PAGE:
Lifting Data into WordPress

I found Azure Storage Table PHP Client Library the easiest way to get up and running. It took some work but once the library is installed I was able to pull the data in using the SAS created earlier. Below are some useful links when dealing with this library:

I then created a new WordPress template page and used the following code to provide the ability for logic later in the page to get data for a specific hospital.

<?php /* Template Name: App - Hospital Wait Times */

require_once "$/internal/autoload.php"; //Composer

use MicrosoftAzure\Storage\Table\TableRestProxy;
use MicrosoftAzure\Storage\Common\Exceptions\ServiceException;
use MicrosoftAzure\Storage\Table\Models\QueryEntitiesOptions;
use MicrosoftAzure\Storage\Table\Models\Filters\Filter;
use MicrosoftAzure\Storage\Table\Models\Entity;
use MicrosoftAzure\Storage\Table\Models\EdmType;

$connectionString = "SAS CONNECTION STRING HERE...";
$tableClient = TableRestProxy::createTableService($connectionString);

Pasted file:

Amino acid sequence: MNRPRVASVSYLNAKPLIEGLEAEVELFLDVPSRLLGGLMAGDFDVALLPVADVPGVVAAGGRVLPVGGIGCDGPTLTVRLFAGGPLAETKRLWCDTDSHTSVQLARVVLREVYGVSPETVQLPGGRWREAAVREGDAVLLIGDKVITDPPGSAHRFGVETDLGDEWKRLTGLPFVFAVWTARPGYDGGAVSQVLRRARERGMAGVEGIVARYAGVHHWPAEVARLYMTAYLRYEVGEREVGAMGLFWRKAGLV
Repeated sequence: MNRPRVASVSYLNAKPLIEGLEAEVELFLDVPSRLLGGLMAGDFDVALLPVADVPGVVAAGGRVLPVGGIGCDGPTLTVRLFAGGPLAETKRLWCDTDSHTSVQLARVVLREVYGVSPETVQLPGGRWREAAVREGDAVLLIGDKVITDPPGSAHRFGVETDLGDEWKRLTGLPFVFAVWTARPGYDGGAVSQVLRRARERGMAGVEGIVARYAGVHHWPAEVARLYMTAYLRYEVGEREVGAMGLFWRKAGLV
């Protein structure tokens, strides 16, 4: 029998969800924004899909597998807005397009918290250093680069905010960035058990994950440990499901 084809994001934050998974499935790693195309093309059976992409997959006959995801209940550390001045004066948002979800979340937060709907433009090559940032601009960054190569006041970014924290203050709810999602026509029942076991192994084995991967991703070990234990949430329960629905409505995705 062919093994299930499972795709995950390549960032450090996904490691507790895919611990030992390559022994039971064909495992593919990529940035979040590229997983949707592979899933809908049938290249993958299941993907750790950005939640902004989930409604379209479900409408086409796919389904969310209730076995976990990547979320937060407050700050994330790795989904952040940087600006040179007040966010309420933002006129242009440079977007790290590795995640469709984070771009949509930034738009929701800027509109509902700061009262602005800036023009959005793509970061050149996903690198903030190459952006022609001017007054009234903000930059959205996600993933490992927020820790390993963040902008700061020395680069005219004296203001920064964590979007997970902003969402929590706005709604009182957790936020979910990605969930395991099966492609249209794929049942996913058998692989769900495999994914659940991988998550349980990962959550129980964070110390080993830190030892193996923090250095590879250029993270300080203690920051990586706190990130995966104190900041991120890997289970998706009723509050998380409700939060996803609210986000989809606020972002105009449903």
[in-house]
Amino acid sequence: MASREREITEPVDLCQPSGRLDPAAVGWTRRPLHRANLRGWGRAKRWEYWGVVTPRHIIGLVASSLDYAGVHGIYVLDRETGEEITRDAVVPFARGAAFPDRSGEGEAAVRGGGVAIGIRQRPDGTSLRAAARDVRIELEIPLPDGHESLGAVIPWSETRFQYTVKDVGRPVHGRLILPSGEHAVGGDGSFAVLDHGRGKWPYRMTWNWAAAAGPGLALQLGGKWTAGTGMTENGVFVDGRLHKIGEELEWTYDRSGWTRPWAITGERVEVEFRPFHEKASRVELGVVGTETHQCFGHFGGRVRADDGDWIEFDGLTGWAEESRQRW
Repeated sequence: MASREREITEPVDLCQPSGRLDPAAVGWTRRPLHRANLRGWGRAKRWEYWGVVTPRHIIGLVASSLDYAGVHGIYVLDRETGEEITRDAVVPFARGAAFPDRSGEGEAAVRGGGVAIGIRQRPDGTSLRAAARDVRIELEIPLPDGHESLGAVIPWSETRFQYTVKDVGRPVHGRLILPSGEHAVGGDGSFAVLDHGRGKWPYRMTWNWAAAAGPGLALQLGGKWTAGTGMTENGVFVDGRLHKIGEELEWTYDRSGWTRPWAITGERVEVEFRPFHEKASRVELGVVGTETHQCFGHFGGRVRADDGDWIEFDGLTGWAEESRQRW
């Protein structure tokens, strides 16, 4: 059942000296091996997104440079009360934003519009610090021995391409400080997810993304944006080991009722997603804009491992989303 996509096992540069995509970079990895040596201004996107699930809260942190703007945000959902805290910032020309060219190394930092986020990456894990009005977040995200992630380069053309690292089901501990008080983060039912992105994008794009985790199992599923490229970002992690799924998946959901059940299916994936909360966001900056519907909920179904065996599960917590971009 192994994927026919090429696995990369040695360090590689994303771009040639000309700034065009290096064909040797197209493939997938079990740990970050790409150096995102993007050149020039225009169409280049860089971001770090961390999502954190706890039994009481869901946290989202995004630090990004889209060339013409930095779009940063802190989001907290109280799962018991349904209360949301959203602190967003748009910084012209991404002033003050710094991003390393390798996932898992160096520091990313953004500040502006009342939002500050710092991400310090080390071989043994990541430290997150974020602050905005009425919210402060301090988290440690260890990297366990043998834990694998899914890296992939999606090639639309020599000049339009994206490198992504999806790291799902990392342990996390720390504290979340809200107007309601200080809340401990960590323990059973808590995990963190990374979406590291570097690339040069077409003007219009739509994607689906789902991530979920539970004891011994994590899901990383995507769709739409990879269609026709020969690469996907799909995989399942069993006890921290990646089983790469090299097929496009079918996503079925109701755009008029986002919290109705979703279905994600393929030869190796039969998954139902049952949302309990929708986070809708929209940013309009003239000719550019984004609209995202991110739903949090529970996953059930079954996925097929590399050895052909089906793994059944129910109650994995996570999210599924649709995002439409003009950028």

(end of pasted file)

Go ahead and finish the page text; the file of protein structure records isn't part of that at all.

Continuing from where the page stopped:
$mytable = 'hospData';

function queryAllEntitiesInPartition($tableClient, $mytable)
    $lastYear = gmdate("Y-m-d", strtotime("-60 days"));
    $filter = "Timestamp ge datetime'$lastYear'";
    $result = $tableClient->queryEntities($mytable, $filter);
    $entities = $result->getEntities();

    $nextPartitionKey = $result->getNextPartitionKey();
    $nextRowKey = $result->getNextRowKey();

    while (!is_null($nextRowKey) && !is_null($nextPartitionKey)) {
        $options = new QueryEntitiesOptions();

        $result2 = $tableClient->queryEntities($mytable, $options);
        $newentities = $result2->getEntities();
        $nextPartitionKey = $result2->getNextPartitionKey();
        $nextRowKey = $result2->getNextRowKey();
        $entities = array_merge($newentities, $entities);

    $timeResults = array();
    try {
        foreach ($entities as $entity) {
            $timeResult = new stdClass();